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Backwards From Dessert


How Kelly McGillis Made Her Own Life

By Melanie McGee Bianchi

Photo by Rimas Zailskas

When Kelly McGillis starred opposite Tom Cruise in the 1986 fighter-pilot thriller Top Gun, she reportedly had to hunch down so she wouldn’t loom over the 5’7” actor. Today, at age 55, she’s standing tall. Her stride is confident, just shy of tough. During a photo session with VERVE on a cold, fiercely windy March afternoon near the French Broad River, she warms up with a cigarette and declares her enjoyment of smoking with no apologies.

“I love the smell,” she says. Where others want smokers to isolate themselves, “I tell them to come closer,” she says, with a wry smile. McGillis moved to a rural area near Hendersonville a year-and-a-half ago with her partner, a woman she declines to identify.

She’s always insisted on privacy, in order to protect her family and to better pursue her passions, which include teaching acting and speaking to women who want to get sober. She still accepts acting roles, but she won’t dye her gray hair to get younger parts.

McGillis’ full grin is spectacular, her eyes deep and blazing blue. She swears often, and finds she can’t stop bringing home stray cats from her local shelter.

Her career touched off when she was nominated for a Golden Globe for playing a conflicted Amish mother in the 1985 murder drama Witness, with Harrison Ford. In 1987, she starred as a lawyer in The Accused after having turned down the lead role of a gang-rape survivor, played by Jodie Foster. Shortly thereafter, McGillis publicly revealed that she had also endured a brutal rape, while studying acting in New York City in the early ’80s.

Entering the ’90s, McGillis dropped out of Hollywood, got married and had two daughters. “Motherhood became my priority,” she says. She lived in Key West, and, with her husband, ran a bar named in her honor. There, she met the woman who would one day be her romantic partner: Melanie Leis. (A year after McGillis announced she was gay, she and Leis were united in a civil ceremony captured in such media outlets as the New York Times; they’ve since split.)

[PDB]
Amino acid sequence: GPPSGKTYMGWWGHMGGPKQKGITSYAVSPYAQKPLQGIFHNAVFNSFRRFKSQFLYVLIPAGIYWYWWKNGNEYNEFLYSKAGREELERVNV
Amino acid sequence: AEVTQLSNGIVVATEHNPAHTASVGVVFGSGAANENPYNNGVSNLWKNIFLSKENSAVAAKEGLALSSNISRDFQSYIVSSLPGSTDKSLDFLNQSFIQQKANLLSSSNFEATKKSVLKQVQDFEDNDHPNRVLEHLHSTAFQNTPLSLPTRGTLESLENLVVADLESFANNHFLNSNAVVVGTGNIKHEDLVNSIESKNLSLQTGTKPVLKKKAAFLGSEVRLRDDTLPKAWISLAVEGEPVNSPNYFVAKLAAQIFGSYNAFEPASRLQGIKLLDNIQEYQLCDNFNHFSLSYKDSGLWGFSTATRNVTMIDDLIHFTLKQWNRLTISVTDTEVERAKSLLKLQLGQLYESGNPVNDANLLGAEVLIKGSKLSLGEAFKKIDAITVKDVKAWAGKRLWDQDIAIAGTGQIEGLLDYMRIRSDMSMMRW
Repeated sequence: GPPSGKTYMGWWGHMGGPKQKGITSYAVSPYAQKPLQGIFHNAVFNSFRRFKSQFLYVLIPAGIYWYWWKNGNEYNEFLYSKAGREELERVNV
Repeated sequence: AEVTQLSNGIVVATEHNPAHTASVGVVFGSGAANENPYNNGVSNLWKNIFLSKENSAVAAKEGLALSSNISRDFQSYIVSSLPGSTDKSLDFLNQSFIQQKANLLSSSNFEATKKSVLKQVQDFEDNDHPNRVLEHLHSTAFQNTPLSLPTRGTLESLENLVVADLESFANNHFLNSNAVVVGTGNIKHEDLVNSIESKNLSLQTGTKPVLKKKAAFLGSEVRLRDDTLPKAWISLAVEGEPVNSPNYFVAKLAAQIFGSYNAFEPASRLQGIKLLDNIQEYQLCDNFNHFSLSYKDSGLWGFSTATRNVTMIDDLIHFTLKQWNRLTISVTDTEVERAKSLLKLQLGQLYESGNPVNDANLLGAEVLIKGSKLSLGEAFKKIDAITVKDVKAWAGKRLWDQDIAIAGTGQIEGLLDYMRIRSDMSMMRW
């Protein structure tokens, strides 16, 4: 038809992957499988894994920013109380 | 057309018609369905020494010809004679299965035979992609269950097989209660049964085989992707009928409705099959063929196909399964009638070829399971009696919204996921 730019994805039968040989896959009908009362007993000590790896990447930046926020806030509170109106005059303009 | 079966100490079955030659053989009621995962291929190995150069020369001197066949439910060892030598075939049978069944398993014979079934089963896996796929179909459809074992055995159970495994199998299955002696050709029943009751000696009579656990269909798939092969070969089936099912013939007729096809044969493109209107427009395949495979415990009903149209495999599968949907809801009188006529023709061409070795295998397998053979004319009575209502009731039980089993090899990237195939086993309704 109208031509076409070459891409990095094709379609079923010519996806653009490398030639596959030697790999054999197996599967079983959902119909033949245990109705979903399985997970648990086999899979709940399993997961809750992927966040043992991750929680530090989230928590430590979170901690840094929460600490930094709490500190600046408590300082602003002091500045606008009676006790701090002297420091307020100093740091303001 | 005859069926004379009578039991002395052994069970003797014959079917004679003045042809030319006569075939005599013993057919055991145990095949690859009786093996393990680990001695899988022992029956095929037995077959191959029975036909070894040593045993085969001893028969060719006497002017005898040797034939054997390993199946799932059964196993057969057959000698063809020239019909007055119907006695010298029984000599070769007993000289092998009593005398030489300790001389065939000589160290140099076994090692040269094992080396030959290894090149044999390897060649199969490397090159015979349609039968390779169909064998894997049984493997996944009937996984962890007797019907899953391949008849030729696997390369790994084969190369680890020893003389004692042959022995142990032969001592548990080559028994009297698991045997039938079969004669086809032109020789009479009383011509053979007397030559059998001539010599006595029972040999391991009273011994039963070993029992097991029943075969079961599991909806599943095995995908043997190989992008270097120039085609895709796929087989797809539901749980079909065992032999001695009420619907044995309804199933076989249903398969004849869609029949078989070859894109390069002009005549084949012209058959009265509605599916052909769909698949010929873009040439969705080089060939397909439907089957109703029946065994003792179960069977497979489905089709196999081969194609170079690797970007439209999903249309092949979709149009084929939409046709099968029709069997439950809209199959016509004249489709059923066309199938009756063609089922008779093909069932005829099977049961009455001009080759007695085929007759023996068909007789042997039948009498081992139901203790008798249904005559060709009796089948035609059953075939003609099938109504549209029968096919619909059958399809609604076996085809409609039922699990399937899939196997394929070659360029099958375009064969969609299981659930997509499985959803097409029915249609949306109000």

In recent years, McGillis has crept back on the artistic radar. She appeared on Showtime’s The L Word, in indie films (including the forthcoming What Could Have Been and Tio Papi), and on stage, playing Mrs. Robinson in a touring version of The Graduate.

Still, she’s not interested in a real comeback. VERVE sat down with McGillis to discuss the overration of reinvention.

Q. We always ask people who recently moved to Western North Carolina why they came, and they usually say something like: “I was drawn here.” What was your pull?

A. I always said I wanted a log home in North Carolina, and I decided if I didn’t do it now, I never would. Twenty-five years ago, my [then] husband and I bought 36 acres in Weaverville. But I got pregnant and didn’t want the work of keeping up that much land, so we moved back to Key West.

Q. What’s your favorite part about living in the mountains?

A. Living on top of a hill makes me feel closer to God. A rural area feeds my soul more than a city. I love where I live, and I love Hendersonville, with its small-town feel. It’s not trendy yet. If I get in the mood for that [kind of scene], I can always drive over to Asheville.

Q. Is there any dream role that could lure you away from your new home?

A. I don’t actively search out gigs right now because I like my quiet little life the way it is. If the right project came along and I really wanted to do it, I would go, and then come back home. I want to be here. I love gardening and designing, creating spaces that are beautiful. I look for scrap metal to make sculpture for our garden. I paint.

Q. You’ve had jobs counseling women who were trying to overcome substance abuse. Do you do have plans to do that here, too?

A. I don’t know how that got out there. I’m not a counselor; I’ve never worked as one. I once drank a lot and did a lot of drugs ... and then I didn’t. I don’t have training. All I have is my experience, and so I share that. I get a lot of speaking engagements.

Q. Many people move to the Asheville area to reinvent themselves. Does that go for you, too?

A. No. It’s not about reinvention. Right now, for me, it’s about giving back. I’ve entered a period of my life where it’s important for me to be of service, to teach and to help.

Q. Another Asheville-centric question: Are you a “foodie?”

A. There are so many good restaurants around here! I like to have dinner parties once in a while, but the menu is always planned around what I want to make for dessert. I work from the dessert backwards [laughs].

Q. Your career has been marked by many acts of bravery: talking publicly about your rape, intentionally leaving acting after a string of star roles, admitting substance abuse, coming out as gay. Do you see yourself as a survivor, and if so, of what?

A. I’m not a survivor. I’m a messed-up human being bumbling along as best as I can. I’ve made a lot of mistakes, and I’ve done some good things.

Q. When people speak of you, it’s usually in light of some very serious issues. What’s a fun fact we don’t know about you?

A. I create operas that I sing to my animals when I’m cleaning house [laughs]. It’s insane. I don’t know how to sing.

Kelly McGillis will appear at the New York Studio for Stage and Screen in Asheville (2002 Riverside Drive, Studio 42-0, Loft 1) on April 18. 7-9 pm. See ashevilleactingclasses.com for details, and check out the adjoining story for more about NYS3.

Posted on Tuesday, April 2, 2013 at 07:13PM by Registered CommenterVerve-acious | Comments1 Comment

Reader Comments (1)

I was surprised there was no mention of The Winter People (1989) the film based on the book by John Ehle, a WNC native and set in WNC.
April 19, 2013 | Unregistered CommenterT Trusler

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